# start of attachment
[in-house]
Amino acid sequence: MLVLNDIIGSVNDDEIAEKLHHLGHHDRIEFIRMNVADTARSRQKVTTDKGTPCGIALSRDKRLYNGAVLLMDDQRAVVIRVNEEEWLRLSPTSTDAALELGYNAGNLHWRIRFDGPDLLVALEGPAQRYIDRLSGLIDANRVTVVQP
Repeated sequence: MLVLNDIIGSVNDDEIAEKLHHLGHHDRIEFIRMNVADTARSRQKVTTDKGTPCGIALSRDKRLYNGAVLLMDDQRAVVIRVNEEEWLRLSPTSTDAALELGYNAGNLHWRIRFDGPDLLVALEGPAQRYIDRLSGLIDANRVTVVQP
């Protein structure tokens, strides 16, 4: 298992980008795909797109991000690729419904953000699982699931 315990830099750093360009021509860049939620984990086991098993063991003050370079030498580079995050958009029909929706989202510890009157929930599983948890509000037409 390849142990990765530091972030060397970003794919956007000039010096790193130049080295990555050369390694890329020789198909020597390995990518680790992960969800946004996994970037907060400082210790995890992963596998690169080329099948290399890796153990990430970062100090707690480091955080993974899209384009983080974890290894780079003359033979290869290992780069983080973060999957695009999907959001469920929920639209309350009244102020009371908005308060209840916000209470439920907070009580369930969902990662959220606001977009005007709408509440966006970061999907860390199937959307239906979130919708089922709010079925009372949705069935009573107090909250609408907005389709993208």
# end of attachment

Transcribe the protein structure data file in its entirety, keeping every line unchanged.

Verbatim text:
[in-house]
Amino acid sequence: MLVLNDIIGSVNDDEIAEKLHHLGHHDRIEFIRMNVADTARSRQKVTTDKGTPCGIALSRDKRLYNGAVLLMDDQRAVVIRVNEEEWLRLSPTSTDAALELGYNAGNLHWRIRFDGPDLLVALEGPAQRYIDRLSGLIDANRVTVVQP
Repeated sequence: MLVLNDIIGSVNDDEIAEKLHHLGHHDRIEFIRMNVADTARSRQKVTTDKGTPCGIALSRDKRLYNGAVLLMDDQRAVVIRVNEEEWLRLSPTSTDAALELGYNAGNLHWRIRFDGPDLLVALEGPAQRYIDRLSGLIDANRVTVVQP
């Protein structure tokens, strides 16, 4: 298992980008795909797109991000690729419904953000699982699931 315990830099750093360009021509860049939620984990086991098993063991003050370079030498580079995050958009029909929706989202510890009157929930599983948890509000037409 390849142990990765530091972030060397970003794919956007000039010096790193130049080295990555050369390694890329020789198909020597390995990518680790992960969800946004996994970037907060400082210790995890992963596998690169080329099948290399890796153990990430970062100090707690480091955080993974899209384009983080974890290894780079003359033979290869290992780069983080973060999957695009999907959001469920929920639209309350009244102020009371908005308060209840916000209470439920907070009580369930969902990662959220606001977009005007709408509440966006970061999907860390199937959307239906979130919708089922709010079925009372949705069935009573107090909250609408907005389709993208």